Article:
Sermon for All Saints’ Sunday (June 14th 2020)

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Today, the Sunday of All Saints, brings us to the end of a journey we began almost five months ago. We set out at the end of January as we heard the story of Christ’s recognition of Zacchaeus’ potential for a reintegration into society, and of the tax collector’s response in repentance and generosity. This led us into the time of the Triodion, the Lenten service book. As we heard of recognition and confession of our fallen, needy state (Sunday of the Tax Collector and the Pharisee), the love and forgiveness of God when we return to him (Sunday of the Prodigal Son) and the challenge to see and serve Christ in the poor and disadvantaged around us (Sunday of the Last Judgement) we were prepared for our own entry into the Great Fast through the doorway of mutual forgiveness. During Lent we were asked to consider the truth of our faith, the message of the Cross, and the ascetic work of those who had gone before us, both men and women, and so to follow the Lord to his life-giving and voluntary passion, death and resurrection.

As we emerged into the light of Easter we had three Sundays (Easter, Thomas’ Sunday and the Sunday of the Myrrhbearers) to contemplate the new life and joy brought to the world, and three more Sundays (of the Paralysed Man, the Samaritan Woman and the Blind Man) where we heard Gospel stories in which water played a prominent symbolic role, reminding us of the cleansing and life-giving work of Baptism and of the Holy Spirit. The celebration of the Ascension, in which Christ, in his union with us, raises our human nature to the heavens was followed by our remembrance of the Holy Fathers of the First Council who affirmed the dogma of the full divinity and full humanity of the embodied Word of God; which led us finally to last week’s feast – the second of the two greatest feasts of the Church – the birth of the Church of God through the coming of the Holy Spirit to the Apostles at Pentecost.

Today, as we close the Pentecostarion, the book which has shaped our worship all through the Easter period, we contemplate the result of the whole story that we have heard on this journey. The Spirit, the Lord and Giver of Life, has descended to purify, to renew and to give life to the whole world, by planting within it the seed of the Church. Since the first Pentecost this seed has been growing into a great tree filling the world, in which even the birds find shelter (Matthew 13:32). As we heard at Easter there are those who have been unwilling to receive the light of Christ, but the hundreds of millions who have received him have also received “power to become children of God, …born…of the will of God.” (John 1:12-13). These are the saints, and we know only a fraction of them by name. When St John saw the redeemed in the Apocalypse and counted the symbolic 144,000 he adds, “I looked again, and there was a great multitude that no one could count, from every nation, from all tribes and peoples and languages.” But, as we are told elsewhere, God’s firm foundation bears the inscription, “The Lord knows those who are his.” (2 Timothy 2:19) Humans may forget, or simply not know, who the holy ones among them are, but God remembers all, and today is their celebration.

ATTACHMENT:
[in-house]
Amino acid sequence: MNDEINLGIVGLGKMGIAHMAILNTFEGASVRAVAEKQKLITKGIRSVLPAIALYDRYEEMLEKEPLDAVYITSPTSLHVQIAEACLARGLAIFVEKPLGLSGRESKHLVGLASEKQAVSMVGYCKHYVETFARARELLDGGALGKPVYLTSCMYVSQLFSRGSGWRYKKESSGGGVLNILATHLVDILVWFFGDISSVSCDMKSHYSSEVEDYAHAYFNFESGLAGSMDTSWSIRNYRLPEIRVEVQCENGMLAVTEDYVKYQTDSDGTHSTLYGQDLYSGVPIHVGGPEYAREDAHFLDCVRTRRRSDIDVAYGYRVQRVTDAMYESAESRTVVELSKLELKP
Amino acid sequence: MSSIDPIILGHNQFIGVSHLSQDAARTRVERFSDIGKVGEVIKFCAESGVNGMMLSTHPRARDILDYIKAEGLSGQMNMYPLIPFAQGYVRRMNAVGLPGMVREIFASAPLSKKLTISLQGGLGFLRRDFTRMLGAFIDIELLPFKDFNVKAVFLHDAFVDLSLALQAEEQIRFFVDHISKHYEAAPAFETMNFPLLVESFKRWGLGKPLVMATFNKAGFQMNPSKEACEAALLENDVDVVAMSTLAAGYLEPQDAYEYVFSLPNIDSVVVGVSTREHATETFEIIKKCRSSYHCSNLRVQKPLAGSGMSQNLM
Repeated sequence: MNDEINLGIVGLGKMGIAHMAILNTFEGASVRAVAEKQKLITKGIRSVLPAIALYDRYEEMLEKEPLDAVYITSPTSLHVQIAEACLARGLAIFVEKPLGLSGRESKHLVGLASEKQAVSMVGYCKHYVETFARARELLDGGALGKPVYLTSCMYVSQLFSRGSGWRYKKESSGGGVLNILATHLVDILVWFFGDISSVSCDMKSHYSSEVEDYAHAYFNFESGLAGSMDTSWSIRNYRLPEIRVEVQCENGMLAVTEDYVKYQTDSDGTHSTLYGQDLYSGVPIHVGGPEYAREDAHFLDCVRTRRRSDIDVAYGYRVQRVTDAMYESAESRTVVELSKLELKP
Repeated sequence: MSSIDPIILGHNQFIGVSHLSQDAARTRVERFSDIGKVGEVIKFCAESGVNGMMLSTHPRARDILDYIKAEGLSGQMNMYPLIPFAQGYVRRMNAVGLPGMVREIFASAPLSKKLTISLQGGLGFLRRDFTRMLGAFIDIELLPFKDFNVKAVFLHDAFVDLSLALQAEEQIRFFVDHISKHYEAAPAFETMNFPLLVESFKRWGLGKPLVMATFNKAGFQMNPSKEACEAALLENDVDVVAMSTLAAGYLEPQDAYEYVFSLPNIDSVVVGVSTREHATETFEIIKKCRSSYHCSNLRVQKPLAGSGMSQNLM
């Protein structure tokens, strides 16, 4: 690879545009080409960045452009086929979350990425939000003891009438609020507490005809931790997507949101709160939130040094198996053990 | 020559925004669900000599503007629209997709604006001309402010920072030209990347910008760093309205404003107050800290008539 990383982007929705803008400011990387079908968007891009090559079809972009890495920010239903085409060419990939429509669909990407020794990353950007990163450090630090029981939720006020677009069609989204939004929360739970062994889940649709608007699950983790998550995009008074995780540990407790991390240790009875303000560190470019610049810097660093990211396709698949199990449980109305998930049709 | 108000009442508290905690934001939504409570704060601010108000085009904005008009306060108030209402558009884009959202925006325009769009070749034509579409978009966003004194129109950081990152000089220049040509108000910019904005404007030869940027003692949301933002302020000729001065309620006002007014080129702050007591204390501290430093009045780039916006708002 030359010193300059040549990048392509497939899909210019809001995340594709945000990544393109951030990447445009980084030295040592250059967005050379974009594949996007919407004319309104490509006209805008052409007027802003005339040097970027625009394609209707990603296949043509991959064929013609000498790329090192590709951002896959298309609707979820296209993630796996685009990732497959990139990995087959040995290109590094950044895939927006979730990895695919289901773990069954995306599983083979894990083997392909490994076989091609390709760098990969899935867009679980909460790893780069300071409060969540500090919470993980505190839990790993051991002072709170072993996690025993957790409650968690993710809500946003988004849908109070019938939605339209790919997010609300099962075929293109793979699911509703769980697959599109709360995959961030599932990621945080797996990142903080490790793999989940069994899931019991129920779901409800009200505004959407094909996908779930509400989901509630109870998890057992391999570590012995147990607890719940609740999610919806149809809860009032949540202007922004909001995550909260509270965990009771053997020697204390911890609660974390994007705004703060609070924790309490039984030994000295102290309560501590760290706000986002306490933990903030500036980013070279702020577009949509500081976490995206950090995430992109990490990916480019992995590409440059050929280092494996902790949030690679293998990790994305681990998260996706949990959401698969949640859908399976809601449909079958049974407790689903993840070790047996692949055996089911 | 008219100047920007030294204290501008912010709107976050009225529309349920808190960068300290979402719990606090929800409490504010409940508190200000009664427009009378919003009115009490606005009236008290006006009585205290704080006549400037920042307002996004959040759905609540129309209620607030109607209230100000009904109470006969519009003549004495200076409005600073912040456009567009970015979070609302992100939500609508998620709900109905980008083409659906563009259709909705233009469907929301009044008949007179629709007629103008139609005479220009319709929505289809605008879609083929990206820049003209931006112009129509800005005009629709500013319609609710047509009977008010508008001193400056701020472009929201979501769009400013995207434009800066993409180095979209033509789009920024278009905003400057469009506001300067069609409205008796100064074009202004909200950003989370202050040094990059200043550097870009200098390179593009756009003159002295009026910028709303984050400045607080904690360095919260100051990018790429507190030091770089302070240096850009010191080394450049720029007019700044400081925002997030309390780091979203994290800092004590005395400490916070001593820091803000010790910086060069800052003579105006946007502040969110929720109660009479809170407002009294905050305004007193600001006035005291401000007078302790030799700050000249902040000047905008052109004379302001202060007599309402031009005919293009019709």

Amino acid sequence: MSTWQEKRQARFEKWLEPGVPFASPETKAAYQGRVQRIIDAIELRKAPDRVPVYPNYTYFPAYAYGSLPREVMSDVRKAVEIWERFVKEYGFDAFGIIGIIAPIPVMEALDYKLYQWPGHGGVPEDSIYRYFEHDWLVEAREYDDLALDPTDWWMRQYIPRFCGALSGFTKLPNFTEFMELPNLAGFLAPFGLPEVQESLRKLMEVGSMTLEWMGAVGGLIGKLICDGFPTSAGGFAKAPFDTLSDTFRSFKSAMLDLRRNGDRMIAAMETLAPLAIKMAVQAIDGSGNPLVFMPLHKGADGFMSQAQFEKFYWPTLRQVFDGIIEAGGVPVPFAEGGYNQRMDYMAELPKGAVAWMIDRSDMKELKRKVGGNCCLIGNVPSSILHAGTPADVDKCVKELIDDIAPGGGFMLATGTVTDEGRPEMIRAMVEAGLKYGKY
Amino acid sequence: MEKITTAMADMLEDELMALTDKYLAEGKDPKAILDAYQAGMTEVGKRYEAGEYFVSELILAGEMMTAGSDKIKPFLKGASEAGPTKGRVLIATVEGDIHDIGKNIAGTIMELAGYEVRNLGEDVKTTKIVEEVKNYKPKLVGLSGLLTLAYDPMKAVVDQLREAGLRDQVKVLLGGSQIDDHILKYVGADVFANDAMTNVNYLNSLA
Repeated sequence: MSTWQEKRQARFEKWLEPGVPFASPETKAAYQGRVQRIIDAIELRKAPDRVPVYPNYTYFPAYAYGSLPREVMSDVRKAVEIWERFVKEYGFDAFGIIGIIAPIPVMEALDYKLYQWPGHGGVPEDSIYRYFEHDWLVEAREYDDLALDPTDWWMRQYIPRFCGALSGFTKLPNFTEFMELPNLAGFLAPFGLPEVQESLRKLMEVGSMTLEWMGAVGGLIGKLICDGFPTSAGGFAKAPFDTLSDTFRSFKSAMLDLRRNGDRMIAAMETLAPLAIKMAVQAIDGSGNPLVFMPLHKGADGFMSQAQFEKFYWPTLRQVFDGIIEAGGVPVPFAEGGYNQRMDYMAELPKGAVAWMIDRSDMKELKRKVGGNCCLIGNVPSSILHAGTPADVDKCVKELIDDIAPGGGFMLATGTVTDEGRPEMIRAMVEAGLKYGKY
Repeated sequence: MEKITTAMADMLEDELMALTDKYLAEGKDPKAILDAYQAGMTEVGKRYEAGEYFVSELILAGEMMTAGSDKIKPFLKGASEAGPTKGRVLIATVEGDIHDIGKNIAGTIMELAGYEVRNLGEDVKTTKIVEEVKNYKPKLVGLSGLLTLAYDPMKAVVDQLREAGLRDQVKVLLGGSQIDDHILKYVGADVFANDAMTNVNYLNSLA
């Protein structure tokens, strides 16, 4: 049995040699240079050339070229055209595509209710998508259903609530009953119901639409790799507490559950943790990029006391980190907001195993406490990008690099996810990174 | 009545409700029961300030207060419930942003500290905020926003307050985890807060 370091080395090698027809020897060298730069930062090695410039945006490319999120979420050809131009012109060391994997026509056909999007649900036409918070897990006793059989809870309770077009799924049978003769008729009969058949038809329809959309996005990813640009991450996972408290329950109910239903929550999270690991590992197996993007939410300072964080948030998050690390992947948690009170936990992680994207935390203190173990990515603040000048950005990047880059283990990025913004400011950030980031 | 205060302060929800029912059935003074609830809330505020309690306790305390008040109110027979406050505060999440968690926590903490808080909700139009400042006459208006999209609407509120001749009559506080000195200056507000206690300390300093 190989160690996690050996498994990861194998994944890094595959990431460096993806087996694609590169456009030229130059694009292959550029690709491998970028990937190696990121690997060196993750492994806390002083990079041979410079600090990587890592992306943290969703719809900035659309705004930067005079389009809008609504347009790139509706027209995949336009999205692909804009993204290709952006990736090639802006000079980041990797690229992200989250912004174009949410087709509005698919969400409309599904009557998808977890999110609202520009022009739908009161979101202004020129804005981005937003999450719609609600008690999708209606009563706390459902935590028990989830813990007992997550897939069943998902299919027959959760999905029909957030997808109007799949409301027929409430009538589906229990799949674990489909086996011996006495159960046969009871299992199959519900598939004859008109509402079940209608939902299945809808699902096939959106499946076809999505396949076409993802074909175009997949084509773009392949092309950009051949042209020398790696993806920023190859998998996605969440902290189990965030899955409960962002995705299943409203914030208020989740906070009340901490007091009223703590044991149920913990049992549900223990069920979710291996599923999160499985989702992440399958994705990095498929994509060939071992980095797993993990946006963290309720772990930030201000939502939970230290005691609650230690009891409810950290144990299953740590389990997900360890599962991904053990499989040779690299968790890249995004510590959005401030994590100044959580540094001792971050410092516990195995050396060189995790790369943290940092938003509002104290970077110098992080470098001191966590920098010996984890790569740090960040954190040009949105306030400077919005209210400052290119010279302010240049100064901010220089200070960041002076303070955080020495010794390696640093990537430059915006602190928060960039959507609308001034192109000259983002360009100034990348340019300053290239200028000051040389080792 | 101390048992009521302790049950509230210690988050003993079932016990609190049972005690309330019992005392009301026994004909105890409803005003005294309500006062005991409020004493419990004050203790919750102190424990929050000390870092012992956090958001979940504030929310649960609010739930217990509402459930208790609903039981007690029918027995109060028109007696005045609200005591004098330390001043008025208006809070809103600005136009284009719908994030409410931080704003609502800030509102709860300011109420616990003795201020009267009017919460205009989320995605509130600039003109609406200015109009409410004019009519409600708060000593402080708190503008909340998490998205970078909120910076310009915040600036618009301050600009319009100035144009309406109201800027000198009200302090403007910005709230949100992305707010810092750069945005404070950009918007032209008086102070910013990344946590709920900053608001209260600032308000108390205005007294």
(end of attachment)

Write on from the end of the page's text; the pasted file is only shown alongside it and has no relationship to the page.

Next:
But it is also our celebration. Although we cannot gather together this year for the feast, we rejoice in our communion with one another and with all those who have gone before us in the faith. We know that whatever may separate us physically we are all joined together as organs or limbs of the Body of the risen Lord. And we are called to “grow up in every way into…Christ, from whom the whole body…, as each part is working properly, grows in building itself up in love.” This love and care for the Body of Christ is our road to sainthood. When God looks at each one of us, he sees the saint he has created us to be – a saint in the making, it is true, but with God’s help and grace a saint all the same.